Specifically, in order to diagnose faults therein, the microprocessor 84 of the third embodiment 100 is provided with seven analog-to-digital converter ports "A", "B", "C", "D", "E", "F", and "G" for reading the voltages at the battery 20 and junctions 56, 62, 42, 44, 48, and 50 about the circuit 100, respectively. As in the second embodiment the voltage VB detected at junction 56 of the first circuit leg 12 is used as a reference voltage in the manner described hereinbelow. In this regard, it is noted that the voltage VC detected at junction 62 of the second circuit leg 14 may alternatively be used as the reference voltage in the diagnostic sequence described hereinbelow. The microprocessor 84 further calculates a seven voltage ranges from the reference voltage VB using a like number of known fault range percentages; identifies the applicable voltage range using the voltage VD detected at junction 42; compares the voltages detected at two or more junctions with each first two bridges 38 and 46 with the forward-biased conduction voltages of the diodes 104 and 102 thereof; and, if the identity of the fault has not yet been determined, examining the voltage drops VAB and VAC between the battery 20 and junction 56, and the battery and junction 62, respectively.

The firing circuit 100 further comprises a non-volatile memory unit such as an EEPROM 118 connected with the microprocessor 84 for storing a plurality of reference values useful in diagnosing the presence of faults, and wherein the frequency and identity of such diagnosed faults are recorded for subsequent review; and signal means, such as signal lamp 120, actuated by the microprocessor 84, whereby the presence of a fault is indicated to the vehicle operator It is noted that where the instantaneous voltage drop across any diode bridge 38 and 46 exceeds the forward-biased conduction voltage Vd of the diodes 104 and 102 thereof, the forwardly-biased diode of the bridge 38 and 46 "turns on", i.e., a current will begin to flow therethrough, whereafter the voltage drop across the bridge 38 and 46 is limited to the diode forward-biased conduction voltage Vd. Where the voltage across the bridge 38 and 46 exceeds the forward-biased conduction voltage Vd of the diodes 104 and 102 thereof, a diode fault is indicated, as discussed hereinbelow.

The diagnostic sequence executed by the microprocessor 84 is shown schematically in FIG Z Specifically, the microprocessor 84 diagnoses the presence, if any, of a fault in the firing circuit 100 by: (1) reading the voltages VA, VB, VC, VD, VE, VF, and VG ; (2) retrieving from the EEPROM 118 the range percentages previously recorded therein which define various groupings of possible circuit faults using reference voltage VB ; (3) calculating five voltage ranges using the above percentages and VB ; and (4) determining the presence and identity of any specific fault based on: (a) the fault range in which voltage VD lies; (b) the voltage drop VDE between junctions 42 and 44 in comparison with a reference diode forward-biased conduction voltage Vd retrieved from the EEPROM 118; (c) the voltage drops between junctions 42 and 48, and junctions 44 and 50, respectively; and (d) the voltage drops VAB and VAC between the battery 20 and junctions 56 and 62, respectively. If a fault is indicated, the microprocessor 84 thereafter records the indicated fault in the EEPROM 118 and empowers the signal lamp 120. It is noted that the fault range percentages may be alternately imbedded in the set of instructions to be executed by the microprocessor 84, whereby reference need no longer be made to the EEPROM 118 to obtain such values.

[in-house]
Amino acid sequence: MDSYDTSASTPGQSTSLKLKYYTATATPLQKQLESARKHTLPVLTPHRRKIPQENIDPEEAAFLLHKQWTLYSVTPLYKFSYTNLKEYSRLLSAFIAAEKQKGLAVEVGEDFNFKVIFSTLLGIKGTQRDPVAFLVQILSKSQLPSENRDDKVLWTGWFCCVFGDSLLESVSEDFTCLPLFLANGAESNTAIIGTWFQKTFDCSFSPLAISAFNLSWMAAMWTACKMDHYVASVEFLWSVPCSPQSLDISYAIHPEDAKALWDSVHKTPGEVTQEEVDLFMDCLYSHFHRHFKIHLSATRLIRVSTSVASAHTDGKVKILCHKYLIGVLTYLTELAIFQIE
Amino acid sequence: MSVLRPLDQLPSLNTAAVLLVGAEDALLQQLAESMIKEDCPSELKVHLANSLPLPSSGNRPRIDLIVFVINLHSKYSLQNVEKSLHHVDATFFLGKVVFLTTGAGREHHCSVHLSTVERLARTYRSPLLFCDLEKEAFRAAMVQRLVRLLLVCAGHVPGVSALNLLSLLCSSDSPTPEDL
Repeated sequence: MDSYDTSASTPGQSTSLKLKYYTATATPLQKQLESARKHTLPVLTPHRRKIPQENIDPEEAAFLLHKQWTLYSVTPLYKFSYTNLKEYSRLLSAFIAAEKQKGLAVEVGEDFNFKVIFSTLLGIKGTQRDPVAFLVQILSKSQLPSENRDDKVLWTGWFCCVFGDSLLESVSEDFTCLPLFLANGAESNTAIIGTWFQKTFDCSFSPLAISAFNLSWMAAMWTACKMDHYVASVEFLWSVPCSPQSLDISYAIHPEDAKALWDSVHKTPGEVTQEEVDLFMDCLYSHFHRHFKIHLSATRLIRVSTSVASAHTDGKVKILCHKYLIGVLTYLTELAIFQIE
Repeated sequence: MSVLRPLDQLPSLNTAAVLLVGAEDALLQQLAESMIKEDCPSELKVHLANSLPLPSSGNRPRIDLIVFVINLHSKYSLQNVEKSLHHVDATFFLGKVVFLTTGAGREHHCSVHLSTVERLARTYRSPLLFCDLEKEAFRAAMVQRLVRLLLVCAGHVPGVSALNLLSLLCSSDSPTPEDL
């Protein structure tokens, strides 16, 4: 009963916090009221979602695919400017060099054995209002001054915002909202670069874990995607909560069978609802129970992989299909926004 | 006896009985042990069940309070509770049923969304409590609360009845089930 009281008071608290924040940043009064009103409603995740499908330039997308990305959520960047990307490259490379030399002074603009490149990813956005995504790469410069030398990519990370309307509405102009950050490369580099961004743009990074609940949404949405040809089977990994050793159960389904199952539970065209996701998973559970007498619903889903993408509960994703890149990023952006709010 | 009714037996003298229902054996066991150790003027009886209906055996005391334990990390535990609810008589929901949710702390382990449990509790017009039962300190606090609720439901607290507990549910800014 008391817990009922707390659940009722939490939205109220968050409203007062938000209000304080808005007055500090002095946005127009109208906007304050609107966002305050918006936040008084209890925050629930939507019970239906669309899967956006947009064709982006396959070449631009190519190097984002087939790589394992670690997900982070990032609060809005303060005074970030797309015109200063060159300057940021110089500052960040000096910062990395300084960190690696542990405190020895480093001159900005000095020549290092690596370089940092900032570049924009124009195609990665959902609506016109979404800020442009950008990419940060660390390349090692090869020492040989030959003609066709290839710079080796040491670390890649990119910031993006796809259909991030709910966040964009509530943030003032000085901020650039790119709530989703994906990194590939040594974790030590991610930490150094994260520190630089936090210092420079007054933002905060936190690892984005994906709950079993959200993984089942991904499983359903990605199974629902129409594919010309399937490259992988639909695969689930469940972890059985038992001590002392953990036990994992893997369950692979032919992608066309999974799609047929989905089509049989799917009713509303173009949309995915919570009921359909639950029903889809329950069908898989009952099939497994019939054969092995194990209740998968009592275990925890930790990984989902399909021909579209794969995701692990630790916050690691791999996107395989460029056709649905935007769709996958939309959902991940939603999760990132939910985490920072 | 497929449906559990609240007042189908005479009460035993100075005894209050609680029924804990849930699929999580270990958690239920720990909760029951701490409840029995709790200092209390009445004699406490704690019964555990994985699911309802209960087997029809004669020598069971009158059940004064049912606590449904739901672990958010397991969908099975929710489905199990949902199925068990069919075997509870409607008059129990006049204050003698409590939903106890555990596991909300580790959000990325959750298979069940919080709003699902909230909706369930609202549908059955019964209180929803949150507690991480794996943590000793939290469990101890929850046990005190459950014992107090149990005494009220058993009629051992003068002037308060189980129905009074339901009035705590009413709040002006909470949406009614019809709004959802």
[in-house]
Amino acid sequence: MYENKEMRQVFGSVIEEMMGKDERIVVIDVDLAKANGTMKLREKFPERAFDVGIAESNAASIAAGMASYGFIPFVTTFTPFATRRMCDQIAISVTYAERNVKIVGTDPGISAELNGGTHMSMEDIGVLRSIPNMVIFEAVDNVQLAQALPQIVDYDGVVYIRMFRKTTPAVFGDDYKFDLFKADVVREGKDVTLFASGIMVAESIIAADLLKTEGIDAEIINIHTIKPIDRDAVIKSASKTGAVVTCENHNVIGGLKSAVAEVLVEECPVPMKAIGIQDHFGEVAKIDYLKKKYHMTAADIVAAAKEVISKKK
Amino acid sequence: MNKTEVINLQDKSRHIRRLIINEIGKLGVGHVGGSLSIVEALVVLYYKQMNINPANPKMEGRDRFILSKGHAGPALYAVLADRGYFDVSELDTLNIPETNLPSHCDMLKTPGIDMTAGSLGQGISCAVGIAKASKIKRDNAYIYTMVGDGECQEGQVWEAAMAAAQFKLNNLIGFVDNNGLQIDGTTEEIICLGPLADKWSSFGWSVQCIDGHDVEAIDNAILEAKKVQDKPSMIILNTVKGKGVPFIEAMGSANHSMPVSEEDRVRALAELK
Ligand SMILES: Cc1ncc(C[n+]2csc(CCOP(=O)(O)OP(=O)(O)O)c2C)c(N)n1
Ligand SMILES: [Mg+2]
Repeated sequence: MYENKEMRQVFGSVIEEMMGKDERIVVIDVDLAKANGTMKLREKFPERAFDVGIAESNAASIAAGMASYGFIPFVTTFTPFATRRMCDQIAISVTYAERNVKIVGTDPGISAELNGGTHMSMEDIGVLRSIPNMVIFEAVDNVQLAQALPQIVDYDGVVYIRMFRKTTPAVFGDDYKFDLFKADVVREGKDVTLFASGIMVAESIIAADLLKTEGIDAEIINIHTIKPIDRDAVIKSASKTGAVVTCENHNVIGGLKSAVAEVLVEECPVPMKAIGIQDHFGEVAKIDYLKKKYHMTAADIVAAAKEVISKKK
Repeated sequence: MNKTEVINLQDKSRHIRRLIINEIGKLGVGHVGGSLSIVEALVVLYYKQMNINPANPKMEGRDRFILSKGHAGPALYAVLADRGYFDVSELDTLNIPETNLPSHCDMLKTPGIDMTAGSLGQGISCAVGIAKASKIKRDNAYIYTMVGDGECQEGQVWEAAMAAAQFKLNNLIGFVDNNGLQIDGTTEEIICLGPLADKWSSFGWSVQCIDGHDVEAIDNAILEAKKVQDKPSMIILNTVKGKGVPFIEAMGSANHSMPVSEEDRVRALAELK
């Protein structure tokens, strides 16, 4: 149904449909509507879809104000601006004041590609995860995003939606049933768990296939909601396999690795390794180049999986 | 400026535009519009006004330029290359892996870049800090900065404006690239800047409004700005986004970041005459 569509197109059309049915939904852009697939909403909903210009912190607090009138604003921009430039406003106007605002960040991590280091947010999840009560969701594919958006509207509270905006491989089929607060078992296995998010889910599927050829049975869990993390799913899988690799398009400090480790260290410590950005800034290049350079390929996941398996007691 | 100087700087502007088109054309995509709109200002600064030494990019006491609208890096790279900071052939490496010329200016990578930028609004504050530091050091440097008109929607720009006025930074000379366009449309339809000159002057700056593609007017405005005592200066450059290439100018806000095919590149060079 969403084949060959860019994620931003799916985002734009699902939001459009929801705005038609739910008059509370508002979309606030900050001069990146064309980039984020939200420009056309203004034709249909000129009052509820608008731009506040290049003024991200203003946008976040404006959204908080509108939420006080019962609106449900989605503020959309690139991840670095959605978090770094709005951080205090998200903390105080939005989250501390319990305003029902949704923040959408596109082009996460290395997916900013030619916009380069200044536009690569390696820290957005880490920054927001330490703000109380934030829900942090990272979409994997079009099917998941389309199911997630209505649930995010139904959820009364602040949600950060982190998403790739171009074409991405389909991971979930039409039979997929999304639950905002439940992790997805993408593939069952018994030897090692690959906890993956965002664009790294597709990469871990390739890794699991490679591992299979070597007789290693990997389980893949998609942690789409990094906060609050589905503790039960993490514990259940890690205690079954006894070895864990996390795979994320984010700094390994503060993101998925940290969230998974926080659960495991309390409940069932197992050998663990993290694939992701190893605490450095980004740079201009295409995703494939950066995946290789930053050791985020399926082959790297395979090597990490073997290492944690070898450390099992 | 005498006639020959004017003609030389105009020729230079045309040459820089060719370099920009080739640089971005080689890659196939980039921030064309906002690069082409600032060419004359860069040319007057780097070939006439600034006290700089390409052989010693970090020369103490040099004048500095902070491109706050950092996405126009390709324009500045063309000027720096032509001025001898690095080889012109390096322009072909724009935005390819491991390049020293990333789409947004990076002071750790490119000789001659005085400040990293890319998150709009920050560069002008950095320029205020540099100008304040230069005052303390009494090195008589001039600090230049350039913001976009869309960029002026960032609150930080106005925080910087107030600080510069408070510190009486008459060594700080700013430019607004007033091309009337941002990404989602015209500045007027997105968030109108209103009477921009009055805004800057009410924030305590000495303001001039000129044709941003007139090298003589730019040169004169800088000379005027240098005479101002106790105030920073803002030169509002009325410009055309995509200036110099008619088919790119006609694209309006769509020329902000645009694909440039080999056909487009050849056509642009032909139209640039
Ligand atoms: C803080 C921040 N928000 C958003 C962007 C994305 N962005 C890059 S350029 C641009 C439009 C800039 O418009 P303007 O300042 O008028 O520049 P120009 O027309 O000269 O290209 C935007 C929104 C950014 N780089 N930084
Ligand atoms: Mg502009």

The fault range percentages retrieved from the EEPROM 118 in step (2) above are initially determined by circuit analysis in a manner known to those skilled in the art, whereby the likely change in voltages at the junctions 42, 44, 48, 50, 56 and 62, respectively, in response to each possible fault is calculated. The percentages thus obtained are then empirically broadened to provide fault voltage ranges which accommodate allowable variations in the electrical characteristics of the elements comprising the firing circuit 100. Thus, for an exemplary embodiment of the instant firing circuit 100 having 2k shunting resistors 32, Range 1 lies between ground and 16.5% of reference voltage VB ; Range 2 between 16.5% and 46% of VB ; Range 3 between 46% and 58% of VB ; Range 4 between 58% and 79% of VB ; and Range 5 between 79% and 100% of VB. Indeed, the above percentages hold true for any embodiment in which the shunting resistors 32 are of like nominal resistance and the nominal internal resistance of the squibs 28 is negligible when compared therewith.

The observed voltage drops VDE, VDF, and VEG developed between junctions 42 and 44, junctions 42 and 48, and junctions 44 and 50, respectively, are used in combination with the above fault ranges to identify twenty-six specific faults, or to confirm the absence of faults in the circuit 10, as indicated in the following Table: